February 20, 2018

Stronger Demand Could Soak Up EU Supplies

 |  By: Fran Howard

World demand for dairy products has picked up, and if global demand posts trend gains this year, a lot of the additional milk expected out of Europe in 2018 could find a home on the international market. Dairy producers, however, will probably not feel the result of improving demand until sometime in the second half of this year, notes Sara Dorland, analyst with the Daily Dairy Report and managing partner at Ceres Dairy Risk Management, Seattle.

“The early part of this year could be problematic. Chinese New Year celebrations kicked off in mid-February, which means buying for those events is mostly over, and seasonally higher milk volumes from the Northern Hemisphere could temporarily oversupply the system. Thus, a world supply-and-demand balance could be elusive during the first half of this year,” Dorland notes.

Global supplies of some dairy products, particularly skim milk powder and nonfat dry milk, are more than ample. At the start of the year, the United States had 141,820 MT (301.7 million pounds) of nonfat dry milk in commercial warehouses, while the European Union had 378,051 MT (over 834 million pounds) of skim milk powder in Intervention stocks. While some of that powder could be used in the feed market, the rest of it will eventually make it to the world market, which could further depress already bleak prices.

But for now, the news is positive. After a delayed release of November 2017 trade statistics, Europe released both November and December data in mid-February, and EU-28 exports of whole milk powder (WMP) rose 3.9% to 383,363 metric tons (MT), or 845.2 million pounds, compared to 2016.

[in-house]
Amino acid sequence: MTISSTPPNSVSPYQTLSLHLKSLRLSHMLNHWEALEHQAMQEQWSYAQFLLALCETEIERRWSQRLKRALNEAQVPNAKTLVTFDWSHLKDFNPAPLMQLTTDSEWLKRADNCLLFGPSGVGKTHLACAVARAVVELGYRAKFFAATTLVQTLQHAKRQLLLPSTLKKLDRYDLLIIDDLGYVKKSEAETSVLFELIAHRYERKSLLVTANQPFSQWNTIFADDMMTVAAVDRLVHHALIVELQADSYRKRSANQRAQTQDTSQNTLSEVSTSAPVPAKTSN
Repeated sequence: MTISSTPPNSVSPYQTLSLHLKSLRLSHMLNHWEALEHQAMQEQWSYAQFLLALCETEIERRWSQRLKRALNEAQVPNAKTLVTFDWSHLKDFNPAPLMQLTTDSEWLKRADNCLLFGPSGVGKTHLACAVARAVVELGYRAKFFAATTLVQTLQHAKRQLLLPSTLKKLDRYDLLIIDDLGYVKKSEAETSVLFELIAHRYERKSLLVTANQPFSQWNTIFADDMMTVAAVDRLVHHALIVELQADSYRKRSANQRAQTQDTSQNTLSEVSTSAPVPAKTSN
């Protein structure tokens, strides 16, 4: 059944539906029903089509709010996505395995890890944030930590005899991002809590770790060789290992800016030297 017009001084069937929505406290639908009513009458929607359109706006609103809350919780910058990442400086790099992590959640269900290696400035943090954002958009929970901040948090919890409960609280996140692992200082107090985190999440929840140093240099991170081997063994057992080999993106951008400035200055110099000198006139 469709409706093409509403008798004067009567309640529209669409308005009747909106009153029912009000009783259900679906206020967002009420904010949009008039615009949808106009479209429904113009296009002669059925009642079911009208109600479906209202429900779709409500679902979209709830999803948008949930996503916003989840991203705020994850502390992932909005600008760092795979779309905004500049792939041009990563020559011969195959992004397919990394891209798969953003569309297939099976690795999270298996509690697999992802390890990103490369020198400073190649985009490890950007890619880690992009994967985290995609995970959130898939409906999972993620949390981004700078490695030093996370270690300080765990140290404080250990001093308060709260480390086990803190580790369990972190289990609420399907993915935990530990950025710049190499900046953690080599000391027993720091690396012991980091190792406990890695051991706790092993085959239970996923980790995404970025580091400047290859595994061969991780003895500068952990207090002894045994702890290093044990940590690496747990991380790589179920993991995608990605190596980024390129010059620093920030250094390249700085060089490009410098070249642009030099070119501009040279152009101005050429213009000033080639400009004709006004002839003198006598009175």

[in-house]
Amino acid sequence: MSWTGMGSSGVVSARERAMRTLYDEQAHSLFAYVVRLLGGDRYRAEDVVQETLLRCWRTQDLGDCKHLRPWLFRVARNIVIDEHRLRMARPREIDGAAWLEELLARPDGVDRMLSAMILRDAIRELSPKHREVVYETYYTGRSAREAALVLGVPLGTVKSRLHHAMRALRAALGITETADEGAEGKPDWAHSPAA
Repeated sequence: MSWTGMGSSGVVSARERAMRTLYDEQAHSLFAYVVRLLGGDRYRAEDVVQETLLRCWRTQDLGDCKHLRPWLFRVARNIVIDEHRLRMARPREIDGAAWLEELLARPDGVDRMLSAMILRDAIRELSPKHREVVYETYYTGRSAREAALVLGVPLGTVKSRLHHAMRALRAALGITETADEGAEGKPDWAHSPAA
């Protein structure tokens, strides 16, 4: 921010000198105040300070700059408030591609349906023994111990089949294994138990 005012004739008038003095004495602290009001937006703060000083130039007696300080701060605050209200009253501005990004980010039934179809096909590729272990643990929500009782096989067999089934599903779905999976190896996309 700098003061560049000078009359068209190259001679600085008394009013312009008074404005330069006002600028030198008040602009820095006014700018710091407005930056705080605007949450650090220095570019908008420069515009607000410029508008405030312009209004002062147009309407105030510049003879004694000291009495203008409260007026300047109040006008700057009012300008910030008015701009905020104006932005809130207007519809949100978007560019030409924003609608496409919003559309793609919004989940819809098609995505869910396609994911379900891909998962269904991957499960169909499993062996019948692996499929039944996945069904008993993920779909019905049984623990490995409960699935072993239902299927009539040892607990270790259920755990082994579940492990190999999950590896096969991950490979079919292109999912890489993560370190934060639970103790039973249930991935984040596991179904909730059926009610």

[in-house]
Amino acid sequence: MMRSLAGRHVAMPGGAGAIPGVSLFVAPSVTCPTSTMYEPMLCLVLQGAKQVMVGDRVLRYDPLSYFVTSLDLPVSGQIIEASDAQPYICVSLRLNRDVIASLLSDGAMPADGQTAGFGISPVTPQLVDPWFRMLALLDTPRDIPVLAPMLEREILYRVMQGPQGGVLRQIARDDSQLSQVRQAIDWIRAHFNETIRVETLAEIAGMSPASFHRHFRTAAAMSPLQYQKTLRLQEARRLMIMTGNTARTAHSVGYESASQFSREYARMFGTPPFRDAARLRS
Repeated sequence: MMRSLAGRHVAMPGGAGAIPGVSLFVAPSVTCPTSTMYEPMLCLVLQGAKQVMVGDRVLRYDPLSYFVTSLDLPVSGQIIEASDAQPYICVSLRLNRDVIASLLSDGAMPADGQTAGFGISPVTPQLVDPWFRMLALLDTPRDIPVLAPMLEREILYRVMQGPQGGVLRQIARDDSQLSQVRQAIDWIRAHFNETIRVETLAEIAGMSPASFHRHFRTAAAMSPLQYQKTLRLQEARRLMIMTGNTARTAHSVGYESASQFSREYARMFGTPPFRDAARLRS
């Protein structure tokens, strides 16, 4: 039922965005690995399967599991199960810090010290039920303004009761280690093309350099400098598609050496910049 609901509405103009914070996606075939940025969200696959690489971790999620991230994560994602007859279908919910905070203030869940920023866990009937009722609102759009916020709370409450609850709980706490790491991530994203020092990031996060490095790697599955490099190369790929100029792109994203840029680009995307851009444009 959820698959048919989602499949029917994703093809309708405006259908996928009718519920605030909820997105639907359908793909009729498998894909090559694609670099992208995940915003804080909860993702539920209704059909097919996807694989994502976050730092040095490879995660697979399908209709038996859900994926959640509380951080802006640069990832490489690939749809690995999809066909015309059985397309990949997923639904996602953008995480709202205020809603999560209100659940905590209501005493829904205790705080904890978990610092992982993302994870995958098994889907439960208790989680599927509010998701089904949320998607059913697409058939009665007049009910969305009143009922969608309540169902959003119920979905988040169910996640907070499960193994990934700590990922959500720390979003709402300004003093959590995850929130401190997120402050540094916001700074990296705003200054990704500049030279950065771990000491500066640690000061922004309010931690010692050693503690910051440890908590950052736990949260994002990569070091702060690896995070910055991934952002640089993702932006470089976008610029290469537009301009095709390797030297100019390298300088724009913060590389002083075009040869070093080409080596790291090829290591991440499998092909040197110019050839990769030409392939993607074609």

Europe’s WMP exports to Algeria nearly doubled, up 96%. EU-28 skim milk powder (SMP) exports last year at 779,029 MT, or 1.7 billion pounds, surged 49.6% over 2016 levels, according to Eurostat data. Volumes rose 46% to Algeria, 39% to China, and 398% to Mexico. “Exports to those three destinations largely drove Europe’s overall gain in skim milk powder exports,” Dorland says. “But increased EU exports of skim milk powder to Mexico last year likely reduced U.S. nonfat dry milk exports to our southern trading partner.”

Stronger crude oil prices should increase purchasing power in the Middle East going forward, which will help to increase skim milk and nonfat dry milk powder demand and that would support more exports from both the United States and Europe later this year, Dorland adds.

Not surprisingly, high butter prices last year cut into EU butterfat exports, which fell 18.6% in 2017 vs. 2016 after adjusting for leap year, Dorland notes. Butter exports in December, however, rose 22% above December 2016 and totaled 25.8 million pounds, according to Eurostat data.

“The EU’s December butterfat exports were well ahead of the five-year average pace of 23.1 million pounds,” Dorland states. “Last year, EU butterfat exports to destinations in the Middle East and China were below 2016 levels, but EU exports to the United States expanded 36% to 60.8 million pounds despite record-high butterfat prices in Europe.” This year, the United States could be competitive on world butter markets due to favorable exchange rates and price levels.